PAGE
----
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WHAT happens when you hear a story? Our brain wants to know what happens next. But, more than that, we get involved with the narration — we are transported into the character’s world. We feel empathy and give to charity or cry or feel a lot better.

Little wonder then that storytelling is universal. There is not a culture in the world that does not tell their children stories. There is not a place on earth where storytelling is not taking place even now: in advertising, in charity appeals, in the rectangular screen in the lounge that we sit and stare at all day long, sometimes even during meals. Those Hari Raya/Chinese New Year/Deepavali commercials are stories that appeal and change us a little, that is why they are so popular.

In a previous column I wrote about how you could change your stance, from harsh criticism to the gentle art of storytelling to impart a message. Not satisfied with the performance of an employee? Tell him a story of how you yourself struggled as he is now to overcome difficulties, and then you did this or that and then, voila! it worked. How about you giving it a try?

People do not like to be criticised to start with but they all love to hear about how others overcome their travails. Film adventures are mostly this: heroic struggles from adversities to triumph. We pay the money and grip our seats as our hero triumphs over adversities. Paul Zak, who is director of the Centre for Neuroeconomics at Claremont Graduate University says that the most successful TED talks are mostly about this struggle.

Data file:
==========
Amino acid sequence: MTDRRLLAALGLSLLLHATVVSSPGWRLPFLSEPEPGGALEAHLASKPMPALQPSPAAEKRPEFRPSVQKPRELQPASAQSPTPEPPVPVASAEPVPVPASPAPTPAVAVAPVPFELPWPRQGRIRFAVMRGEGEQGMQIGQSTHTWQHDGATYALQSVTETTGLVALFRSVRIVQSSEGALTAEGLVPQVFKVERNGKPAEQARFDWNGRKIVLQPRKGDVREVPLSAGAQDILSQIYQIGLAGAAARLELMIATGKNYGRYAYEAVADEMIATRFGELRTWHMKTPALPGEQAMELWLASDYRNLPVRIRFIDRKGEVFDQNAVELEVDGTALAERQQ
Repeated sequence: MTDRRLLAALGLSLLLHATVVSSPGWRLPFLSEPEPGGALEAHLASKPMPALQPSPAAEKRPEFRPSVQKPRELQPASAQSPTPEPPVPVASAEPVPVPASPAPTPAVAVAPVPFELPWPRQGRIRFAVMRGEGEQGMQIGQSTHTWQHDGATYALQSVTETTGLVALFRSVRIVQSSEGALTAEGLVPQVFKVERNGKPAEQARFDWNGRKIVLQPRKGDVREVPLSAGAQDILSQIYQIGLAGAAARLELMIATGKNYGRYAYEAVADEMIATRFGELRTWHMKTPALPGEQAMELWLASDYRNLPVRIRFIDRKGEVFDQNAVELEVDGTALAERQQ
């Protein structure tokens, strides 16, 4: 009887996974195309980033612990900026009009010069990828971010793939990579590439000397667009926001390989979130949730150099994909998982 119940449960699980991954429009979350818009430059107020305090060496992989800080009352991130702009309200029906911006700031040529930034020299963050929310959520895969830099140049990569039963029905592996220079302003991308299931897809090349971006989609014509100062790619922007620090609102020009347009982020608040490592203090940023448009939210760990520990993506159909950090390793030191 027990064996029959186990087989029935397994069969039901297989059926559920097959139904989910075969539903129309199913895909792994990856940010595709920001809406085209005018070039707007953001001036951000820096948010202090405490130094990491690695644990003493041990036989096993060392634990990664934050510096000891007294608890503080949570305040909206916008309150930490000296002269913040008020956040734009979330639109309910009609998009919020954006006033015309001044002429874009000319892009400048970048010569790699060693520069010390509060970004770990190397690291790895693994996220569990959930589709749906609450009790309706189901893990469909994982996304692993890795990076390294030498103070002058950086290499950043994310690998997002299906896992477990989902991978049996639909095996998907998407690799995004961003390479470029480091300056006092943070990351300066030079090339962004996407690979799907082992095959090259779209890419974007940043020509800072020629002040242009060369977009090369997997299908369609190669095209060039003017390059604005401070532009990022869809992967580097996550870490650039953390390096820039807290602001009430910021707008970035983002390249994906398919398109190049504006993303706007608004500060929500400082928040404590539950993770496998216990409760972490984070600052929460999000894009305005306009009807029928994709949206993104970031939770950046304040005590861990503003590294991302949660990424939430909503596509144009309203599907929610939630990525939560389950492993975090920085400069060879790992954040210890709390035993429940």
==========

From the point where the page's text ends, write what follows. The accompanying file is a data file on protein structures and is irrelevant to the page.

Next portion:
Zak also discovered in his research that stories change us chemically. People who have empathy with the characters they hear or read about release the neurochemical oxytocin in their body. It is probably the stress that does it, probably the intense emotion, but oxytocin produces empathy. We are, in other words, transported into the story.

It is the oxytocin that makes you susceptible to social cues. You give more to charity or feel better disposed towards other people or even yourself. Bibliotherapy is another subject that I have touched on many times here. Reading opens doors to other people and, ultimately, yourself. A child who feels isolated can seek the company of characters in a novel — but no, this is not fantasy living or escapism — this is a way of seeking others who you can empathise with. Children seek solace in the plight of other characters who are similar to them. Ah, so and so in this book was despised by friends because she was different from them, but she overcame that and excelled in what she turned to.
That ‘just like me’ feeling is a comforter.

For writers it is useful to know that character-driven stories draw more interest and empathy than general narratives that do not highlight the feeling of the individual. A panoramic view of devastation after an earthquake may not elicit as much sympathy as from the camera that focuses on an individual, a little boy, say, who has lost his father and carries his morning basket door to door, singing in the shrill voice of the child, “Kuih! Kuih!” His mother’s work, the little child’s effort to make ends meet for the family.

The late singer-entertainer Max Bygraves used to begin his television shows with the phrase, “I want to tell you a story.” He wasn’t much of a singer but he was popular by the charm that he put across in his shows. A speaker can draw attention in an uninterested crowd by beginning with a story. A story makes you sit up and hear, crane your neck to see what happens next. This is why people slow down when an accident has just happened on the motorway. Who, what, when, why. “Move along!” says the policeman, “Move along, there’s nothing to see here!” Oh really? OK then, let me see.

Zak says that you must have tension in your story, you must hold their attention. The rewards from this will probably be worth your while. They will listen or, if
they have identified with the characters, they will release oxytocin and be better disposed towards your plea.

This is what Paul Zak, writing in the Harvard Business Review, calls ‘neural ballet’ whereby ‘a story line changes the activity of people’s brains’.

Oxytocin is a useful neurochemical in other people. It makes them better disposed towards you, more likely to give you his trust and be more disposed towards co-operative behaviours.

The writer is an NST columnist